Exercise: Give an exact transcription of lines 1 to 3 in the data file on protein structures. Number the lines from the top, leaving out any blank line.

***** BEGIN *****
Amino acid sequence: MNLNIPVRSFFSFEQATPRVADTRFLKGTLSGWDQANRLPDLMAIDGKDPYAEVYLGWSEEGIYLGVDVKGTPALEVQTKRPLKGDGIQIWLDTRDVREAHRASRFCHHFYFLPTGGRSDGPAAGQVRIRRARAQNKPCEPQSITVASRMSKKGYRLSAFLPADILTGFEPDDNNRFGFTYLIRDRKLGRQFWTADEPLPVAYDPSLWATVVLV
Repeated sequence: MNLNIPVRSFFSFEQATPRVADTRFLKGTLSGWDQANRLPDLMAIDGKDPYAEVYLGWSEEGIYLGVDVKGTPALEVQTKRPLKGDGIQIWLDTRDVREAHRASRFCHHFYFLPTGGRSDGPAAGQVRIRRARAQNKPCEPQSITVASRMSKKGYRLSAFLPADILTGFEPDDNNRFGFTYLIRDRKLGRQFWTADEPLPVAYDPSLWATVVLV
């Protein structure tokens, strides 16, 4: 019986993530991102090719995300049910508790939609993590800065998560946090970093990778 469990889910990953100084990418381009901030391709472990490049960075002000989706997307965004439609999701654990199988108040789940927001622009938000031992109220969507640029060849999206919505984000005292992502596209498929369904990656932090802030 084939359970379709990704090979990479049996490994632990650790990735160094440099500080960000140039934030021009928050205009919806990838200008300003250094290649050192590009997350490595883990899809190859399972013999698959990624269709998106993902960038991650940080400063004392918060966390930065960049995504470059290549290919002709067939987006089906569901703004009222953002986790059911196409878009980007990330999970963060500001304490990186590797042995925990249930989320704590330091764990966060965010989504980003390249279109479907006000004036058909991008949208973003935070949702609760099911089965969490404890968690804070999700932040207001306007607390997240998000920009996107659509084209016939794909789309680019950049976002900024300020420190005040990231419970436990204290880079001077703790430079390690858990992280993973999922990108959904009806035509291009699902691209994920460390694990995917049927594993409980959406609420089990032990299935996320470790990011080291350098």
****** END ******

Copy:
Amino acid sequence: MNLNIPVRSFFSFEQATPRVADTRFLKGTLSGWDQANRLPDLMAIDGKDPYAEVYLGWSEEGIYLGVDVKGTPALEVQTKRPLKGDGIQIWLDTRDVREAHRASRFCHHFYFLPTGGRSDGPAAGQVRIRRARAQNKPCEPQSITVASRMSKKGYRLSAFLPADILTGFEPDDNNRFGFTYLIRDRKLGRQFWTADEPLPVAYDPSLWATVVLV
Repeated sequence: MNLNIPVRSFFSFEQATPRVADTRFLKGTLSGWDQANRLPDLMAIDGKDPYAEVYLGWSEEGIYLGVDVKGTPALEVQTKRPLKGDGIQIWLDTRDVREAHRASRFCHHFYFLPTGGRSDGPAAGQVRIRRARAQNKPCEPQSITVASRMSKKGYRLSAFLPADILTGFEPDDNNRFGFTYLIRDRKLGRQFWTADEPLPVAYDPSLWATVVLV
């Protein structure tokens, strides 16, 4: 019986993530991102090719995300049910508790939609993590800065998560946090970093990778 469990889910990953100084990418381009901030391709472990490049960075002000989706997307965004439609999701654990199988108040789940927001622009938000031992109220969507640029060849999206919505984000005292992502596209498929369904990656932090802030 084939359970379709990704090979990479049996490994632990650790990735160094440099500080960000140039934030021009928050205009919806990838200008300003250094290649050192590009997350490595883990899809190859399972013999698959990624269709998106993902960038991650940080400063004392918060966390930065960049995504470059290549290919002709067939987006089906569901703004009222953002986790059911196409878009980007990330999970963060500001304490990186590797042995925990249930989320704590330091764990966060965010989504980003390249279109479907006000004036058909991008949208973003935070949702609760099911089965969490404890968690804070999700932040207001306007607390997240998000920009996107659509084209016939794909789309680019950049976002900024300020420190005040990231419970436990204290880079001077703790430079390690858990992280993973999922990108959904009806035509291009699902691209994920460390694990995917049927594993409980959406609420089990032990299935996320470790990011080291350098």